Search This Blog

Sunday, 22 May 2016

I already said that AGES ago

There’s nothing more frustrating than saying something clever, being completely ignored, and then years later someone else says exactly the same thing. That’s always happening to me. A case in point was the above article on the BBC website last week. It’s about how E. M. Forster’s short story “The Machine Stops” from 1909 seems to foreshadow the world of social media, with its depiction of a dystopian future where people interact with each other via technology rather than face-to-face. But I made exactly the same point as long ago as 24 January 2011, in what was only the third post on this blog.

The post was called Wikipedia Prophecy, and in the last five years and four months it has amassed a grand total of 48 page views. In it, I said that Forster’s story “can be read today as an amusing satire on the World Wide Web, and on social networking sites such as Facebook in particular” – which is essentially what the BBC article says. However, as the title of my post indicates, I made another connection they missed – with Wikipedia’s strict (and to my mind frighteningly fascist) policy of “No Original Research”, which is also a central tenet of the future world envisaged by Forster.

A later post I wrote on a similar subject was The End of Books, about Octave Uzanne’s short story of that title from 1895. That post has fared better, with a total of 647 page views (above average for this blog). However, I can’t resist repeating this illustration by Albert Robida, which shows a group of earphone-wearing commuters on a metro train. When you realize that Queen Victoria was still on the throne when the picture was drawn, it really is astonishingly prophetic.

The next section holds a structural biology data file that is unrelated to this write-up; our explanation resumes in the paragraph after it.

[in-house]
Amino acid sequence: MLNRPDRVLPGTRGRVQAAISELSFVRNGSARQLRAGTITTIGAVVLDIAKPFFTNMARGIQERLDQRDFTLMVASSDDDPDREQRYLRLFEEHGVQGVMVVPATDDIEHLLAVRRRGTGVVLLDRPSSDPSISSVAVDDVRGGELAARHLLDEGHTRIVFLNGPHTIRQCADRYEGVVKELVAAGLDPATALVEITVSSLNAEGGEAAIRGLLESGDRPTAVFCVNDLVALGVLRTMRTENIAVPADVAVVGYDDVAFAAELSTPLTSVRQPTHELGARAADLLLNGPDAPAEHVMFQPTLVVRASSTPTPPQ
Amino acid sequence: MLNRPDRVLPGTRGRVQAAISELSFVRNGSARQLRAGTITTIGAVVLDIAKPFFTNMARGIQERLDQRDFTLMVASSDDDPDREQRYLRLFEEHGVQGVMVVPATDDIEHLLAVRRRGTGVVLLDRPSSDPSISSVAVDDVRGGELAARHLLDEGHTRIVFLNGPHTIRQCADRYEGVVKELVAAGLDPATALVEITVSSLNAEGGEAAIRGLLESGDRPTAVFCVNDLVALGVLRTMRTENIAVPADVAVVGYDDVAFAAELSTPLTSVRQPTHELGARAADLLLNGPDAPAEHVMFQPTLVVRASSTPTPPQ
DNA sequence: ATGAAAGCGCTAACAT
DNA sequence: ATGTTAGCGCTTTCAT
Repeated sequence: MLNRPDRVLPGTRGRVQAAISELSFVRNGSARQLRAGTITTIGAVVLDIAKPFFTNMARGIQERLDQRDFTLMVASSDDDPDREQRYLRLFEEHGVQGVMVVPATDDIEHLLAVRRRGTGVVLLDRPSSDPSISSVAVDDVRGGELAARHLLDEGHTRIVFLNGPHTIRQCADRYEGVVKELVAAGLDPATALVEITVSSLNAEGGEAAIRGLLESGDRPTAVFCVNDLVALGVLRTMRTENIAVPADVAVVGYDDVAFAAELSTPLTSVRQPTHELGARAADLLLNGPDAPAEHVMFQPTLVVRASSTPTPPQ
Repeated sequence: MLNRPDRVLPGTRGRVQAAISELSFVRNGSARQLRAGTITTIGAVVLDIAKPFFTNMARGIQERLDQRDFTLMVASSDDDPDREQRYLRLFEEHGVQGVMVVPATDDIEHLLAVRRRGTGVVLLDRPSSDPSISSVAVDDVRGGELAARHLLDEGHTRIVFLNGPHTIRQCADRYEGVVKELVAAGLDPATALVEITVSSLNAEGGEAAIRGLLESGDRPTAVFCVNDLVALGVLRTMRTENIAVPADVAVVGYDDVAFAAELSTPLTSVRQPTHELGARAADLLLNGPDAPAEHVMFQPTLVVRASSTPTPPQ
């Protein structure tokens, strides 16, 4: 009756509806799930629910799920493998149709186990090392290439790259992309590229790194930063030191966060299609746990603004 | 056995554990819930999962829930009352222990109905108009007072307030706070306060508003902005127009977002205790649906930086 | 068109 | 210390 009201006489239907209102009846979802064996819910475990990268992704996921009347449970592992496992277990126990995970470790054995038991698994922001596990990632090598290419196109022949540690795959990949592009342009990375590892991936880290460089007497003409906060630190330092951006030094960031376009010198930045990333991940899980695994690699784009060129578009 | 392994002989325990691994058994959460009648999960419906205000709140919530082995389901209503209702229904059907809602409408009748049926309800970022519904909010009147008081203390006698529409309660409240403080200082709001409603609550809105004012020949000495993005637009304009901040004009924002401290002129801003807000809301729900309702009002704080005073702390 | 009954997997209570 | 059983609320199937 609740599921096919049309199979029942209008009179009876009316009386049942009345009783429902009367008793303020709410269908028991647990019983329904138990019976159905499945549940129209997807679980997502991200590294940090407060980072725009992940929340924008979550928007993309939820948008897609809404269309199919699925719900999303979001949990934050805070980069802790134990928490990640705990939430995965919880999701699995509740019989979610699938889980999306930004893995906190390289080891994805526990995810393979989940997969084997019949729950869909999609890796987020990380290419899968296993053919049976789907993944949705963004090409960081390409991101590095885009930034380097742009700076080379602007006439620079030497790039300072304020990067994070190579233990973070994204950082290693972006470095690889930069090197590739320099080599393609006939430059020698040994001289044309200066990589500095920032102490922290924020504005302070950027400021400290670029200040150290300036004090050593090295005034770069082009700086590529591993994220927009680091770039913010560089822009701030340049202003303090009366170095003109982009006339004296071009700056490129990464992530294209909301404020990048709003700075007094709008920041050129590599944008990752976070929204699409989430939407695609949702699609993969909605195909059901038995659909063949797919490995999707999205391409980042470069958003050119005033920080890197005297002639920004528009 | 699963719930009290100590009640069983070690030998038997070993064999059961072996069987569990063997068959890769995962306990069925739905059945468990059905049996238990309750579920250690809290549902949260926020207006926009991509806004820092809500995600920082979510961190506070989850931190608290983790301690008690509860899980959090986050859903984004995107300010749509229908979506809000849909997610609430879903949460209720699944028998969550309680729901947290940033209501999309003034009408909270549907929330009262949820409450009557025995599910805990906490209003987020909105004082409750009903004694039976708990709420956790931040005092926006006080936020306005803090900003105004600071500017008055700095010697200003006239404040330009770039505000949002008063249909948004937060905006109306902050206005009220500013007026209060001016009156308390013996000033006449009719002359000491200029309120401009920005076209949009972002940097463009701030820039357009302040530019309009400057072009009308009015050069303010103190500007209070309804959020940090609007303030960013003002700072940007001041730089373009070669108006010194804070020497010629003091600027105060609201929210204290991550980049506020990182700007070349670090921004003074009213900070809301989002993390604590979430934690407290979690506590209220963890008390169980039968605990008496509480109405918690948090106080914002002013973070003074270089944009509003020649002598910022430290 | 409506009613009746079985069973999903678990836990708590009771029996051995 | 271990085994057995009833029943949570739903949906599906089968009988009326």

4 comments:

Colin Jones said...

Most future predictions have been hopeless (flying cars, humanoid robots, colonies on Mars etc) but now and again some predictions are broadly on the right track. Remember those "telephones' that would appear in sci-fi films like 2001: A Space Odyssey where you could actually see the person you were speaking to - it all seemed rather fanciful but now we have it as Skype. I wonder what a sci-fi novelist considers more difficult - predicting 50 years ahead or 500 years ahead ? By the way, "The Machine Stops" was dramatized on Radio 4 Extra just a few months ago - I'd never heard of it before.

Andrew May said...

Thanks Colin. I agree that 2001 is an interesting film from the prediction point of view. It's particularly interesting to me because I'm old enough to have seen it for the first time in 1969, a year after its first release, and then lived through the "real world" 2001 more than 30 years later ... and it's now another 15 years on from that. It's fascinating to see what they got right and what they got wrong. The film is pretty strong in its depiction of communications and visual display technology (as well as the picture-phone you mention, there are the digital navigation displays in the spacecraft and the "newspad" - which closely resemble an iPad both visually and in name). On the other hand, the portrayal of "airline" style flights to Earth orbit, a well-established base on the Moon and a manned flight to Jupiter taking just 18 months are still well beyond anything we have today.

Kid said...

Who knows, Andrew - maybe the person who wrote that article was one of the 48 people who read your blog post on the same subject? 'Stranger things' and all that...

Andrew May said...

A nice thought, Kid, but not very likely. Actually it's not a difficult connection to make for anyone who reads the story today - I doubt very much that I was the first!